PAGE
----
In other words, every single major storyline in this game was Dire Straits singing “Brothers in Arms” at its most war-focused.

This is all compounded by the fact that even from vanilla onward, the developers and writers have never given a compelling reason why the Horde and the Alliance are even at odds. Most of the conflicts generated have always required ignoring other bits of information. “Remember how the orcs learned that they shouldn’t go logging in night elven forests and that was disrespectful? Well, they kept doing it anyway, which actually kind of undercuts any argument that the Horde and Alliance are both decent groups when you put it out there like that.”

As a result, despite the faction split being held up as a pillar of the game in terms of both gameplay and story, it’s always felt like a weird holdover from history, with races wedged into factions when they don’t make much sense there. And when you look at it purely from a gameplay standpoint, it’s pitting your own playerbase against itself in a way that is at best non-productive and at worst horribly creepy. Yes, nobody should take the whole faux conflict too seriously, but the developers play it up, and that is in and of itself an issue.

But the real question is what does the faction split add? What is improved by the idea that the Horde and Alliance cannot interact meaningfully except as opponents? It doesn’t make the conflict feel more vital; it flattens interactions with the other faction by making them easier to view as just NPCs you can’t communicate with, definitely not friends you’ve spent time with.

I’ve never been able to come up with a compelling answer.

This could be us but you playin'

Oh, sure, there are different aesthetics across the factions, but they don’t really matter a lot of the time. Horde-specific armor is more often based on Orc aesthetics, and Alliance-specific armor is more often based on Human aesthetics, but that doesn’t give me any emotional context. If anything, both factions seem to define themselves as not being the other faction, rather than having any coherent ideology or reason for fighting.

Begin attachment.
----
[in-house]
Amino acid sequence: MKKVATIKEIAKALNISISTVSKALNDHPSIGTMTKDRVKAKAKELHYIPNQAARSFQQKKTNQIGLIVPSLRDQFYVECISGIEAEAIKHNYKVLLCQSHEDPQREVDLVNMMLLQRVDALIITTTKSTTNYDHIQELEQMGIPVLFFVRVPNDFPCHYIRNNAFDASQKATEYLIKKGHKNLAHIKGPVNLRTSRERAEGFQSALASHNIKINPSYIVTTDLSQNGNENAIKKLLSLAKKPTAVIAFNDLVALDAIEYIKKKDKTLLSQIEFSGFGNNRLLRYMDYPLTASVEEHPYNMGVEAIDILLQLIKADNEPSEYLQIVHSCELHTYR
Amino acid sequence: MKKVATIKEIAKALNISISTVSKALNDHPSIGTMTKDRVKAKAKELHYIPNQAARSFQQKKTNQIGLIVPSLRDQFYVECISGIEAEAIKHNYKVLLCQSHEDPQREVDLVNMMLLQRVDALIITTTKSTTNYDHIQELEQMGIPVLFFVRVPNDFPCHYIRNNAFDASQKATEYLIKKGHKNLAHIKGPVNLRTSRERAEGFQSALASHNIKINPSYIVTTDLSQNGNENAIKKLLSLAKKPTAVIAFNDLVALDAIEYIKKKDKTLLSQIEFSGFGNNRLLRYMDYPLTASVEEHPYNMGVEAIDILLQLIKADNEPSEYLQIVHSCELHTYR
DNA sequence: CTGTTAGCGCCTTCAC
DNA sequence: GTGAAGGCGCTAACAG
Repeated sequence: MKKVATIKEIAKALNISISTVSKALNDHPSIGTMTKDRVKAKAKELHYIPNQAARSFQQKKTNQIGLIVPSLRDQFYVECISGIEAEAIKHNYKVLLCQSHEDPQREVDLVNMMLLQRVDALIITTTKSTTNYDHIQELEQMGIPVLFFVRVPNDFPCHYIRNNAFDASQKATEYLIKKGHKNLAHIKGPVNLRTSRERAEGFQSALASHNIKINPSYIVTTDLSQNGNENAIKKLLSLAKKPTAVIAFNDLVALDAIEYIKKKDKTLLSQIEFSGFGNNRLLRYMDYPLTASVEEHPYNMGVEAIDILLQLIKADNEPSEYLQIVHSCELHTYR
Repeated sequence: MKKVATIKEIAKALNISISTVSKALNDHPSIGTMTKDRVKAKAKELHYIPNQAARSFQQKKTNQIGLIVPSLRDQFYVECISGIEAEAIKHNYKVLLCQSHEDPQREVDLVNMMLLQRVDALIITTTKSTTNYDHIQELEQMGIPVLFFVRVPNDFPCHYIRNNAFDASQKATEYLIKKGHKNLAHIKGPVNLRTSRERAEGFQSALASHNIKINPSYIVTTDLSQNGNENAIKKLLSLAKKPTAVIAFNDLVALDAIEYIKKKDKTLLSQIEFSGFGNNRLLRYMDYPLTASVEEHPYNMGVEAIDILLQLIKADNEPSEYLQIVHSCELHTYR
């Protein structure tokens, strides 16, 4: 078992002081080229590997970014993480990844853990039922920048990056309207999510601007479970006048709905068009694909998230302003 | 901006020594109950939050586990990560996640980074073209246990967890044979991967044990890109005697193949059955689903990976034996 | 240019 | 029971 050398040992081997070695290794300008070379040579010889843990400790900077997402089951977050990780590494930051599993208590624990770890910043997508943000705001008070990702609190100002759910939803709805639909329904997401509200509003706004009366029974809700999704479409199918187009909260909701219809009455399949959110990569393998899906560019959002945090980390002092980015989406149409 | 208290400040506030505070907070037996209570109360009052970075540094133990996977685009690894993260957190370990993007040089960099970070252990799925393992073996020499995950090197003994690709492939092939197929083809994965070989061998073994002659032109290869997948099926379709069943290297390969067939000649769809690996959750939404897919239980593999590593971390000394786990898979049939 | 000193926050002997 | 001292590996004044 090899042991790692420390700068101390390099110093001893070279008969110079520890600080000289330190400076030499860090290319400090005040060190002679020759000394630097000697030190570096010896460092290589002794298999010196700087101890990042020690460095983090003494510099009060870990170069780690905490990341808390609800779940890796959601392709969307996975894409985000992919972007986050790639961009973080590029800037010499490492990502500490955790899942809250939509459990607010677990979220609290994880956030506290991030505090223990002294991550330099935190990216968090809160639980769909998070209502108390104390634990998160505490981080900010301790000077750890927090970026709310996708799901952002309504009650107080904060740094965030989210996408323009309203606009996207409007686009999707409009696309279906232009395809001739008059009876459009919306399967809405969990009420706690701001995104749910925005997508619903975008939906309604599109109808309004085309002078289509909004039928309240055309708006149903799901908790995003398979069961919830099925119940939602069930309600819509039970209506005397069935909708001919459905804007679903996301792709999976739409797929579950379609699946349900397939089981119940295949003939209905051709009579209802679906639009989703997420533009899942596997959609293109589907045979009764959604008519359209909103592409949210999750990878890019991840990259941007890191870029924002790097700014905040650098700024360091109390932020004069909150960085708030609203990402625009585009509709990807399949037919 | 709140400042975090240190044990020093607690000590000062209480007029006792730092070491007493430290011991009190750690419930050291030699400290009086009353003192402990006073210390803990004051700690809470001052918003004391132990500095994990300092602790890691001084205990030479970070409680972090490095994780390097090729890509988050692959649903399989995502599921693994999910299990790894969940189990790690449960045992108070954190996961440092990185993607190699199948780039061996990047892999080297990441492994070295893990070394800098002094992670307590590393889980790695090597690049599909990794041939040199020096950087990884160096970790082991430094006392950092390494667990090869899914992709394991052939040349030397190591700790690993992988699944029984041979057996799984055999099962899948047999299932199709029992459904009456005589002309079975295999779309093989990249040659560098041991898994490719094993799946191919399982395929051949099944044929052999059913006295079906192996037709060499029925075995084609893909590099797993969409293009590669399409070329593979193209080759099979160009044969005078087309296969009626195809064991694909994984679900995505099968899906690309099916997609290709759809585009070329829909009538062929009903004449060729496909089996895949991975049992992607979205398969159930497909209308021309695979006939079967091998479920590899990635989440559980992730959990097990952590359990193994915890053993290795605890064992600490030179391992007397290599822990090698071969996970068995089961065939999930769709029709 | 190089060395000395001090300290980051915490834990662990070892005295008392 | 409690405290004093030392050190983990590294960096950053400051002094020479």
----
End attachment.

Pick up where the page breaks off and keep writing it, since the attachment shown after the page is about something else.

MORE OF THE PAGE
The faction split gives slightly different NPCs to talk to and slightly different questlines, but not much in terms of meaningful differences between the two factions. Sure, as a Horde player I’m killing these boars for tusks to use in a Troll ritual, but as an Alliance player I just need to kill 15 boars because they’re encroaching on the land, but at the end of the day I’m still killing boars. And these days it’s rare for you to even have that much of a difference between the two factions. More often you started your quest in Stormwind or Orgrimmar and then you wound up in a neutral village that wants some dead boars.

Maybe it’s just me. Maybe I’m overlooking something obvious, a way in which having the hard faction split made the game better. But I think back to my days in Final Fantasy XI (my first MMO) when I would party with people from the other two cities, objectively worse than my own, and we would have genial rivalries and be friends and visit one another. Players still identified with their choice of cities regardless of the fact that it didn’t actually lock you out from interacting with people who chose differently.

But when I look at it now, the erosion of faction lines isn’t just overdue; it’s correcting something that has never added to the game, only subtracted.

War never changes, but World of Warcraft does, with a decade of history and a huge footprint in the MMORPG industry. Join Eliot Lefebvre each week for a new installment of WoW Factor as he examines the enormous MMO, how it interacts with the larger world of online gaming, and what’s new in the worlds of Azeroth and Draenor.